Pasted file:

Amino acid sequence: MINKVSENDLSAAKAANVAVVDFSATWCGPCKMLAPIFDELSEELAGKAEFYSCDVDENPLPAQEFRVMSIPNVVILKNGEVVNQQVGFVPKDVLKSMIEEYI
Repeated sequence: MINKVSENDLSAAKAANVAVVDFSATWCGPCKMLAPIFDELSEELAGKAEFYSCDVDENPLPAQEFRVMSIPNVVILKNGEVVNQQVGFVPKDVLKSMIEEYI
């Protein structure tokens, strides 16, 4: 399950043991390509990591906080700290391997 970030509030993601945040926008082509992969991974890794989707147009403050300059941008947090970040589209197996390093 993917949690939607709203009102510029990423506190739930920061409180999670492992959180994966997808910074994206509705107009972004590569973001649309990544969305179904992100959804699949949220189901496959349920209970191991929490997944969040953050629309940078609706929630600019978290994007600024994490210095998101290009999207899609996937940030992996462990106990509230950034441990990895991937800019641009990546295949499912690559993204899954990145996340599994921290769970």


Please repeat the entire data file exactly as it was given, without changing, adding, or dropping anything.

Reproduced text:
Amino acid sequence: MINKVSENDLSAAKAANVAVVDFSATWCGPCKMLAPIFDELSEELAGKAEFYSCDVDENPLPAQEFRVMSIPNVVILKNGEVVNQQVGFVPKDVLKSMIEEYI
Repeated sequence: MINKVSENDLSAAKAANVAVVDFSATWCGPCKMLAPIFDELSEELAGKAEFYSCDVDENPLPAQEFRVMSIPNVVILKNGEVVNQQVGFVPKDVLKSMIEEYI
């Protein structure tokens, strides 16, 4: 399950043991390509990591906080700290391997 970030509030993601945040926008082509992969991974890794989707147009403050300059941008947090970040589209197996390093 993917949690939607709203009102510029990423506190739930920061409180999670492992959180994966997808910074994206509705107009972004590569973001649309990544969305179904992100959804699949949220189901496959349920209970191991929490997944969040953050629309940078609706929630600019978290994007600024994490210095998101290009999207899609996937940030992996462990106990509230950034441990990895991937800019641009990546295949499912690559993204899954990145996340599994921290769970």